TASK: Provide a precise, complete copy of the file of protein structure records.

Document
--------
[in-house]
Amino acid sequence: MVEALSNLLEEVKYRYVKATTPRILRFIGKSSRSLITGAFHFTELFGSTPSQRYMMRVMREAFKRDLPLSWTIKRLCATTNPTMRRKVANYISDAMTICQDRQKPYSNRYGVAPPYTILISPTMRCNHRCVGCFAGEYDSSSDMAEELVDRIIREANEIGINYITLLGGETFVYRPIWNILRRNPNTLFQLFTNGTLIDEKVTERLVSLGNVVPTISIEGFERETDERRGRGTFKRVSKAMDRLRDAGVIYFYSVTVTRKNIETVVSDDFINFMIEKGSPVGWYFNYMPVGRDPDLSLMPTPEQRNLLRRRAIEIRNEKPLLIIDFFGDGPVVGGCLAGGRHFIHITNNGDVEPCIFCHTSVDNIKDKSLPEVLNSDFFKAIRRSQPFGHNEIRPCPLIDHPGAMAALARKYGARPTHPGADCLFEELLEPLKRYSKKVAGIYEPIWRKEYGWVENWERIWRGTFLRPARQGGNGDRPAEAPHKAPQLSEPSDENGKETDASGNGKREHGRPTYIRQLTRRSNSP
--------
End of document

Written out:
[in-house]
Amino acid sequence: MVEALSNLLEEVKYRYVKATTPRILRFIGKSSRSLITGAFHFTELFGSTPSQRYMMRVMREAFKRDLPLSWTIKRLCATTNPTMRRKVANYISDAMTICQDRQKPYSNRYGVAPPYTILISPTMRCNHRCVGCFAGEYDSSSDMAEELVDRIIREANEIGINYITLLGGETFVYRPIWNILRRNPNTLFQLFTNGTLIDEKVTERLVSLGNVVPTISIEGFERETDERRGRGTFKRVSKAMDRLRDAGVIYFYSVTVTRKNIETVVSDDFINFMIEKGSPVGWYFNYMPVGRDPDLSLMPTPEQRNLLRRRAIEIRNEKPLLIIDFFGDGPVVGGCLAGGRHFIHITNNGDVEPCIFCHTSVDNIKDKSLPEVLNSDFFKAIRRSQPFGHNEIRPCPLIDHPGAMAALARKYGARPTHPGADCLFEELLEPLKRYSKKVAGIYEPIWRKEYGWVENWERIWRGTFLRPARQGGNGDRPAEAPHKAPQLSEPSDENGKETDASGNGKREHGRPTYIRQLTRRSNSP